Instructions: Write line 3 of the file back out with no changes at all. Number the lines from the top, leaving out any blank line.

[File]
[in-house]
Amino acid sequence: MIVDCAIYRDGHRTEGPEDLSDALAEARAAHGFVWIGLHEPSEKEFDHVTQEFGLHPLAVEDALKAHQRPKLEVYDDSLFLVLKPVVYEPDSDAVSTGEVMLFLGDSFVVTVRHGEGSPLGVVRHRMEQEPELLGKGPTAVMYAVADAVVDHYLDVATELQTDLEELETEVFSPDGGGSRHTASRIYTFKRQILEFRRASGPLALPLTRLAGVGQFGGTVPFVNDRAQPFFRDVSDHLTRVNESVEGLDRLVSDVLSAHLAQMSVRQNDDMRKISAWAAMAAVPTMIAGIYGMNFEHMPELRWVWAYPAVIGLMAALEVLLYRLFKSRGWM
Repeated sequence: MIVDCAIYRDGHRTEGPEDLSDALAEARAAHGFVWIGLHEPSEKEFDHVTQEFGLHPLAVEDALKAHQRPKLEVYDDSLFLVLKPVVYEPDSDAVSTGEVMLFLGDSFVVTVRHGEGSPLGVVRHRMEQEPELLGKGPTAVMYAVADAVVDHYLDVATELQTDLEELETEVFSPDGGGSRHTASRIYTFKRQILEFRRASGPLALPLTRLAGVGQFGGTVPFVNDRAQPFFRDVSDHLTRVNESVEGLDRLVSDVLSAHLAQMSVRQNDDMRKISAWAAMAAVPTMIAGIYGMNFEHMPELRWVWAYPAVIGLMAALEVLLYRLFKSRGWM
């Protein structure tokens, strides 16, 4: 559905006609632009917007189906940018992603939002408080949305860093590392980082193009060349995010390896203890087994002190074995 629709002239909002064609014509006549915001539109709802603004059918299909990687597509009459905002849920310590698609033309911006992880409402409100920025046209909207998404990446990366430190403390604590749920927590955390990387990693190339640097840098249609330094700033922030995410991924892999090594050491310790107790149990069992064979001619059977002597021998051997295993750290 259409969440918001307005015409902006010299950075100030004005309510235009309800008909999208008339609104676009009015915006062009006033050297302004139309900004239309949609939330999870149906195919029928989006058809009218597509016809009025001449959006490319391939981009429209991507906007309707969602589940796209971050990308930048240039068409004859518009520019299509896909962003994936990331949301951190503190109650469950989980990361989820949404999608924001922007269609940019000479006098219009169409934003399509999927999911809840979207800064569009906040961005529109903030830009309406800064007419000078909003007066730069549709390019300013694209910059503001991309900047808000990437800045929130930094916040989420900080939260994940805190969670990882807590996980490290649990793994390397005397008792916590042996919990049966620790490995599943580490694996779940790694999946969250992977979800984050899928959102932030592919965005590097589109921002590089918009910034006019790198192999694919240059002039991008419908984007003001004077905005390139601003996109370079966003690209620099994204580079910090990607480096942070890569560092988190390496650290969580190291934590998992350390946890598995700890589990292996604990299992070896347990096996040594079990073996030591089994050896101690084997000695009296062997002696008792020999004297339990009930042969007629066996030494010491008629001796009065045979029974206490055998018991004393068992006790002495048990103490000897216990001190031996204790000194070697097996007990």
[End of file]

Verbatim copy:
Repeated sequence: MIVDCAIYRDGHRTEGPEDLSDALAEARAAHGFVWIGLHEPSEKEFDHVTQEFGLHPLAVEDALKAHQRPKLEVYDDSLFLVLKPVVYEPDSDAVSTGEVMLFLGDSFVVTVRHGEGSPLGVVRHRMEQEPELLGKGPTAVMYAVADAVVDHYLDVATELQTDLEELETEVFSPDGGGSRHTASRIYTFKRQILEFRRASGPLALPLTRLAGVGQFGGTVPFVNDRAQPFFRDVSDHLTRVNESVEGLDRLVSDVLSAHLAQMSVRQNDDMRKISAWAAMAAVPTMIAGIYGMNFEHMPELRWVWAYPAVIGLMAALEVLLYRLFKSRGWM